Sep 202013 3 Responses

On Labor and Delivery, the Oak Ridge Boys, and the Discovery Channel

Depending on age, there is probably no area of pastoral ministry in which a recent seminary graduate is more unprepared than hospital ministry with a soon-to-be-mother and father. Having just gotten married and having only held one newborn—my niece—I entered those early hospital rooms with trepidation.

A baby is only beautiful to people who are already parents.

Once a person has seen their own child, they are able to see every child with the hope and potential that a new parent feels.

However, before you become a parent yourself, every baby looks like the love child of Papa Smurf and Barney.

Every pastor is thinking:

  • will his nose ever be unsmashed
  • will her head get back to a normal shape
  • I’m not sure either of you are this baby’s parents

But of course every pastor says, “What a beautiful baby.”


The Oak Ridge Boys Labor and Delivery

Years ago when we went to the hospital for Jenny to deliver Silas, we were sitting outside the Labor and Delivery unit at the check-in desk. It was 3am and before they could treat my contracting wife, the hospital first needed to check our financial status.

As we sat there filling out paper work, I noticed behind the receptionist a simple painting in the wall. It said, “The nearest thing to heaven is a child.”

My first thought upon reading the painting was, “What an odd place for a quote from the Oak Ridge Boys.”

Consider it—in a Catholic hospital one would think the Pope, a saint, a New Testament writer, Mother Theresa or someone would’ve said something about children which was memorable enough to hang on a wall.

Yet with all the options, the highly-paid decorator chose Branson’s 3rd best entertainers. It makes me wonder how close the Baldknobbers came to having a statement memorialized on the wall.

As my wife writhed in pain, I couldn’t let the strangeness of the moment pass. I began to wonder, what would it be like if the whole Labor and Delivery ward was themed to Oak Ridge Boys songs:

The waiting room could read, “I’m sittin’ here fancy free.”

The nursery could have a sign which read, “My baby is American made, born and bred in the USA.”

The operating room would read, “I guess it never hurts to hurt sometimes.”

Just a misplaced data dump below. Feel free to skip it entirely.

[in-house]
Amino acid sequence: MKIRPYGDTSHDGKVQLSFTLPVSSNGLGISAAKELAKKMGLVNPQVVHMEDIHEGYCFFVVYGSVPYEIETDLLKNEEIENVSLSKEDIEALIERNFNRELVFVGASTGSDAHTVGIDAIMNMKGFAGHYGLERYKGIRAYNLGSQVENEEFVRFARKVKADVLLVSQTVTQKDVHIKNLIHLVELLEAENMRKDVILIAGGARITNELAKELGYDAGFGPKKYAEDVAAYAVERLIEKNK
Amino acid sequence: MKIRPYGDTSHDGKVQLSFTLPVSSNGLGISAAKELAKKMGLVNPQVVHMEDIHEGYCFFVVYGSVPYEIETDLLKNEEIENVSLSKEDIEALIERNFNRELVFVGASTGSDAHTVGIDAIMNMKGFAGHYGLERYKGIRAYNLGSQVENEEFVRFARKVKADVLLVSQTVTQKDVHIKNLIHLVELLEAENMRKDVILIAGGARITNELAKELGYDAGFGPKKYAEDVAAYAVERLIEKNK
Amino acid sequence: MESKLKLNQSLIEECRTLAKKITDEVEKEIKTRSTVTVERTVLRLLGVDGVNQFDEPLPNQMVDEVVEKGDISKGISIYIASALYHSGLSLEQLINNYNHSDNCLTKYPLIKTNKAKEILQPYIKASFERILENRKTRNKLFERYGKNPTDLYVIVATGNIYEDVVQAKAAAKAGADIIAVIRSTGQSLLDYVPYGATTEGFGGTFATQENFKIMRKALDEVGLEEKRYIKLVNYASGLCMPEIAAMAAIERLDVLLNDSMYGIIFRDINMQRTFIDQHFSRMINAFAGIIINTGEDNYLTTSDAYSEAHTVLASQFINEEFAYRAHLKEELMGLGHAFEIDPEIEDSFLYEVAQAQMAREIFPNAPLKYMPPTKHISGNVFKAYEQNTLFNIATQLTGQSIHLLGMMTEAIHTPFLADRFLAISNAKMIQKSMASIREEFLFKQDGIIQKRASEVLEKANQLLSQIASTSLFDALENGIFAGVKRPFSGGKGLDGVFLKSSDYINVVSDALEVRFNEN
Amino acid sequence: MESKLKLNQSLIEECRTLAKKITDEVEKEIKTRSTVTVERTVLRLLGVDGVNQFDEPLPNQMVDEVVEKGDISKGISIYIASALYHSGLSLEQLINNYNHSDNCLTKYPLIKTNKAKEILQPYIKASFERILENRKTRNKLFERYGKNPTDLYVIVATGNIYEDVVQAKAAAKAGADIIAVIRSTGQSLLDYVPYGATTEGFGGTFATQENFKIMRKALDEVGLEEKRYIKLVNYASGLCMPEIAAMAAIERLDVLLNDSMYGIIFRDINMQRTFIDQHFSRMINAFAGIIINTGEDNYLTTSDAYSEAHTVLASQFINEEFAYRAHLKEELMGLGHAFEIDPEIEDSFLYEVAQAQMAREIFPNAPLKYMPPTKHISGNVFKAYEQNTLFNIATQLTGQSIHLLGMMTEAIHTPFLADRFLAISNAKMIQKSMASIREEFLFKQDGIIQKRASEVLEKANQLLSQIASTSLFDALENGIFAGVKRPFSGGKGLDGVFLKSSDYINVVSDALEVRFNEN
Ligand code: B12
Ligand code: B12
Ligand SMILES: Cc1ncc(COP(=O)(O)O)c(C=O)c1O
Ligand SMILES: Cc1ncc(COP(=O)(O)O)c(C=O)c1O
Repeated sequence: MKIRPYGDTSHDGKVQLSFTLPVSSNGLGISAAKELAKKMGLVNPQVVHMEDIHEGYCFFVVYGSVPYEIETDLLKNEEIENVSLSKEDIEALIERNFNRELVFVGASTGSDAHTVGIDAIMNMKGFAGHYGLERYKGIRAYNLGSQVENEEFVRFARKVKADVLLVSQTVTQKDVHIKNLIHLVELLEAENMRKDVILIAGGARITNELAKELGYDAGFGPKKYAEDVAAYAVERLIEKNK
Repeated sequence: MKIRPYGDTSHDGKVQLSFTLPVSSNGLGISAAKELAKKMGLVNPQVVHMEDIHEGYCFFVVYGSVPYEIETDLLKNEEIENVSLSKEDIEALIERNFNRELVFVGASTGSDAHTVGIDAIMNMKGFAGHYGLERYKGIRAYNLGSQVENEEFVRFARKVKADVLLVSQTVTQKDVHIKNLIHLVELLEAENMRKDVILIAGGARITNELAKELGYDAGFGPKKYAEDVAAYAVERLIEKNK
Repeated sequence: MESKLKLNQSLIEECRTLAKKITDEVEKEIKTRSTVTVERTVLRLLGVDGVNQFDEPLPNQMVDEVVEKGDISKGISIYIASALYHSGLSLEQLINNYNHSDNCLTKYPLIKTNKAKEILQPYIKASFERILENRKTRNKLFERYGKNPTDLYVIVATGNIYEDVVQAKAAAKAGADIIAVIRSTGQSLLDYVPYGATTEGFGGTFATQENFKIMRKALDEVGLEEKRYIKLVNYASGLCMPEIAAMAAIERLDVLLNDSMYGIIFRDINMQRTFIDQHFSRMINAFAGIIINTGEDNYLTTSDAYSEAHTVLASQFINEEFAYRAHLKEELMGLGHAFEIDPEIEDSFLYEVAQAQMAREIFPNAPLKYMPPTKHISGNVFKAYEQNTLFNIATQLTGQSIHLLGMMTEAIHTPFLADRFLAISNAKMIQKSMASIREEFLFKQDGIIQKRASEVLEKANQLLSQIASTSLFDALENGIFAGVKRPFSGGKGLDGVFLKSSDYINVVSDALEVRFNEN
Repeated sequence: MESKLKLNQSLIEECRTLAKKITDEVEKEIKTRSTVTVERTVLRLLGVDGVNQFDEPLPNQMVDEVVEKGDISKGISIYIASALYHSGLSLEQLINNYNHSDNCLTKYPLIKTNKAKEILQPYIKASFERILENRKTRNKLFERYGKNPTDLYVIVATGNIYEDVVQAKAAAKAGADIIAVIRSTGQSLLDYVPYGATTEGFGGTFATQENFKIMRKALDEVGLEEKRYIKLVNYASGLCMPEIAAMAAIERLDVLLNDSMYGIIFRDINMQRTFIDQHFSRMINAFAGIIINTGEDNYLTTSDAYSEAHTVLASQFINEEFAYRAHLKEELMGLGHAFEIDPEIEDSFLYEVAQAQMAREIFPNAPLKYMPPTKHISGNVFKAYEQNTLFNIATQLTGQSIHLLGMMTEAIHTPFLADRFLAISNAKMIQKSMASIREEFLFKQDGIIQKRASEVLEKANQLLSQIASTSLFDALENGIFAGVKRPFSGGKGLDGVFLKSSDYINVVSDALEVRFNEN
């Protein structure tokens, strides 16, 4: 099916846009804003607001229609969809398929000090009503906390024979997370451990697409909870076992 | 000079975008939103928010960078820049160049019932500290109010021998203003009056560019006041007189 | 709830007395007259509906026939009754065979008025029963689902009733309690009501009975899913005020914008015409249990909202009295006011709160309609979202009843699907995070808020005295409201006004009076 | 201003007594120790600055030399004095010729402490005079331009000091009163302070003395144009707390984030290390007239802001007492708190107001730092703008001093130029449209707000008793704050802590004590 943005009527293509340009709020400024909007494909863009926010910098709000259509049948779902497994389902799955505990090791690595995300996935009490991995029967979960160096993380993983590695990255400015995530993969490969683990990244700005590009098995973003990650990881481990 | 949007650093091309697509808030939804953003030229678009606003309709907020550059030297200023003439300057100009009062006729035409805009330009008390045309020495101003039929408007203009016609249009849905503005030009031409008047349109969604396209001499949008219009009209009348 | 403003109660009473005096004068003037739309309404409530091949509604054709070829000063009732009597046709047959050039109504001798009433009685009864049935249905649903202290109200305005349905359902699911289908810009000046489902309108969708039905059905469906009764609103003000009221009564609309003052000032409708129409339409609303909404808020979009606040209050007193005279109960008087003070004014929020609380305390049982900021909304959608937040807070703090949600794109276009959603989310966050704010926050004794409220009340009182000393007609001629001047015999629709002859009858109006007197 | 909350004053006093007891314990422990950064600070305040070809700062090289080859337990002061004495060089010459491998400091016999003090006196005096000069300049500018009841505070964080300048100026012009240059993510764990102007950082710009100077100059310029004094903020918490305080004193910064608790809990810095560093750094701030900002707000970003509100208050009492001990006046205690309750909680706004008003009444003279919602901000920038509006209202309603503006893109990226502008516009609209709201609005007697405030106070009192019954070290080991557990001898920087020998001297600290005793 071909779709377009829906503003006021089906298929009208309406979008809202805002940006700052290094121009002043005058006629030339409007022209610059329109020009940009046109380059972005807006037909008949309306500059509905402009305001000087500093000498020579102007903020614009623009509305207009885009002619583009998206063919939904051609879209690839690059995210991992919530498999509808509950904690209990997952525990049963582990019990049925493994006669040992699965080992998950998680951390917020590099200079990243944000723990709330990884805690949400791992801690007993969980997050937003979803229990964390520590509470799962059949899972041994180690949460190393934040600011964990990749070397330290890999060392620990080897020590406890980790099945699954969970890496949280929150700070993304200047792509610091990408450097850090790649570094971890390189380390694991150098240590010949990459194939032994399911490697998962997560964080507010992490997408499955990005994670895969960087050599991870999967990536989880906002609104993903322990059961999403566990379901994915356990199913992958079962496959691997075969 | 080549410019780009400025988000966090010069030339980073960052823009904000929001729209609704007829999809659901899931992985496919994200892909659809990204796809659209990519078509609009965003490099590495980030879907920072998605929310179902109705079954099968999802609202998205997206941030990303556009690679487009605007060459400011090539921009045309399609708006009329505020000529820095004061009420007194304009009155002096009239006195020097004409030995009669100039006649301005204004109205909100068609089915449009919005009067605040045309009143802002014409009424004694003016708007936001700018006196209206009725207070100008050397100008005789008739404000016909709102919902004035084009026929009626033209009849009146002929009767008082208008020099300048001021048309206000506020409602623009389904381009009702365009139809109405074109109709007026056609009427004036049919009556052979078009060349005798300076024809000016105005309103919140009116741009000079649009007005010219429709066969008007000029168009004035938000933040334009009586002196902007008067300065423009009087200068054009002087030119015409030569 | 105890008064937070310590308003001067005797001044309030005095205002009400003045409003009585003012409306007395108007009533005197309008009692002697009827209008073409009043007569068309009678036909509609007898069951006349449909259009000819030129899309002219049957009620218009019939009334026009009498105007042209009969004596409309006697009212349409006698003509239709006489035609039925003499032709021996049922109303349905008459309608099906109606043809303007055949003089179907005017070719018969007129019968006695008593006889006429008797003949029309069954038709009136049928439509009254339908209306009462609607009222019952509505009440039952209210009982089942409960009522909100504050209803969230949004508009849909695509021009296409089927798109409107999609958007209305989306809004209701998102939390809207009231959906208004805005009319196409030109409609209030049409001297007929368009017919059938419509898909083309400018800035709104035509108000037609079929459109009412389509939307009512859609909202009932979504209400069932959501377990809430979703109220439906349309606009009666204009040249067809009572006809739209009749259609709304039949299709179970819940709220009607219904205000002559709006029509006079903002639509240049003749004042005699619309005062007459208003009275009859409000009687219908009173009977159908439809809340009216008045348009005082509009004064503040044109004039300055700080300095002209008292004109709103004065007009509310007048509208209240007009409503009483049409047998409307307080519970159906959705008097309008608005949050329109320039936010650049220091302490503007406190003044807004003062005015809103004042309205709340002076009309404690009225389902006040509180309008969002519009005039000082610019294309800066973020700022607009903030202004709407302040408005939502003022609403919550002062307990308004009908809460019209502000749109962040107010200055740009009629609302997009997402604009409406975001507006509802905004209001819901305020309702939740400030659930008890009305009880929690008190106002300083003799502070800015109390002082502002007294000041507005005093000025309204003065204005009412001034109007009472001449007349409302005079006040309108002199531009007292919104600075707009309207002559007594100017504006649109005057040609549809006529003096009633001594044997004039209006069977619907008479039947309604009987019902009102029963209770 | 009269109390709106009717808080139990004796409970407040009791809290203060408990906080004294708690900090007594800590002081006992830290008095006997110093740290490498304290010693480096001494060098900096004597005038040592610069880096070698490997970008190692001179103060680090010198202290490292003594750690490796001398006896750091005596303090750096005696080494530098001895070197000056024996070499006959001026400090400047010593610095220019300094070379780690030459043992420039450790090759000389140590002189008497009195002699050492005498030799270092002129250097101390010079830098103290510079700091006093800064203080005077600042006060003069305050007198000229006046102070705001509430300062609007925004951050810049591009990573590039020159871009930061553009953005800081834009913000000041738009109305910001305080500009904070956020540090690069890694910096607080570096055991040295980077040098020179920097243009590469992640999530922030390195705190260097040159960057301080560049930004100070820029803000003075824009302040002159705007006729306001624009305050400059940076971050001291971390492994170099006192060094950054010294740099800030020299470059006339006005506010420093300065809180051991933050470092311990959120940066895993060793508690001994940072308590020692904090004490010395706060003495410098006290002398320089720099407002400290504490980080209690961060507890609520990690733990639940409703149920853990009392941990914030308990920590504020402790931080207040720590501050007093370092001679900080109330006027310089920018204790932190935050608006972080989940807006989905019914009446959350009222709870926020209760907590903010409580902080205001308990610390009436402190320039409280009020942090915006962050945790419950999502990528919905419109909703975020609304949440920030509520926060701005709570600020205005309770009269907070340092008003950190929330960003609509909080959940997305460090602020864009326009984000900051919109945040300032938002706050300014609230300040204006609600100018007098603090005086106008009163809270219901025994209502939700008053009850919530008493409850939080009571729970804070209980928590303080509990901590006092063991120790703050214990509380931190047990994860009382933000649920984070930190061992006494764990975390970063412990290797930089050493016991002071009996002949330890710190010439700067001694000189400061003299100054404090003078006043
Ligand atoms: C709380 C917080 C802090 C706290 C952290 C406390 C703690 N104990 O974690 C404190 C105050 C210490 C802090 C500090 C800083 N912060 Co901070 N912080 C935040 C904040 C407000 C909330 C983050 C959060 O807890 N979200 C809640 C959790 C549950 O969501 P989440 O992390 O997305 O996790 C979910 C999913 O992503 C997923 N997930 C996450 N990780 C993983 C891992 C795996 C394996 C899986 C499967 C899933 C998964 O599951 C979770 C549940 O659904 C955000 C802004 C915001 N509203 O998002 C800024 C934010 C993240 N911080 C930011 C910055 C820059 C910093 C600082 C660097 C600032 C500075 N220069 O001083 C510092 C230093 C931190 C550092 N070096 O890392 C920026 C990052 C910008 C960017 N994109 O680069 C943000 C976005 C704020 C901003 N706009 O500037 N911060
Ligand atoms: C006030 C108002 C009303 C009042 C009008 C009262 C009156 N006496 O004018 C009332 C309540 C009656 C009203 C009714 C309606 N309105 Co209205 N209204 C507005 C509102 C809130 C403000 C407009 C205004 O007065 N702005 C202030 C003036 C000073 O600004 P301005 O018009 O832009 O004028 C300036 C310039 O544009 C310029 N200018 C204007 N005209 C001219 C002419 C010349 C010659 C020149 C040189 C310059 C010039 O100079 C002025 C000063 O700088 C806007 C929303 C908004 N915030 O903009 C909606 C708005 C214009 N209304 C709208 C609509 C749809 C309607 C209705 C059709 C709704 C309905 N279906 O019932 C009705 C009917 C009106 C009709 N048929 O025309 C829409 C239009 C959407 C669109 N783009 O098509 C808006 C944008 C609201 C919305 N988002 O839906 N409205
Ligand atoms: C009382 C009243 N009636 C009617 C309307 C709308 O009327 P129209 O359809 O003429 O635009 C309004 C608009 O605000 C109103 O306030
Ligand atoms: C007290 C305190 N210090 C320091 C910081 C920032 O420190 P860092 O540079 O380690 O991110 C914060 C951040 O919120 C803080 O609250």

And of course, the delivery room would have to say, “A gitty up, an oom bop, an oom bop, a mow wow.” Which I assume is far better than “Sometimes the pleasure ain’t worth a strain.”


Margaret, Are You Naked?

As a father, I found labor and delivery fascinating. It was like watching the Discovery channel without the pixalation. It was the closest I had ever been to a medical procedure without actually being the subject.

I’ve always been intrigued by medicine, but from an early age I knew I shouldn’t be a doctor. As a teenager I remember watching a surgery on a finger only to later realize I was actually watching a vasectomy. If a person can’t tell the difference between those two “parts” the pastorate is probably a better place for him to operate.

While I enjoyed the delivery (my wife remembers her experience being different from mine), I never put together two truths which I knew:

  1. During the process my wife would be naked from the waist down; and
  2. During the process my wife wanted my mother-in-law present

Neither of these facts are in conflict, but when you grow up a conservative Christian boy, there is still some hesitation in admitting to your in-laws the extent to which you know (in a Biblical sense) their daughter.

I wasn’t sure what to do.

Do I turn away and act like I’m not looking?


Do I watch but act surprised as everything I see like I’ve never seen it before?

Neither seemed like a good option.

In the end, there was only one thought which kept me sane throughout the process: as uncomfortable as it might be to see you wife naked in front of your mother-in-law, just remember it sure beats the idea of seeing your mother-in-law naked in front of your wife.

Happy Friday.

3 Responses to On Labor and Delivery, the Oak Ridge Boys, and the Discovery Channel

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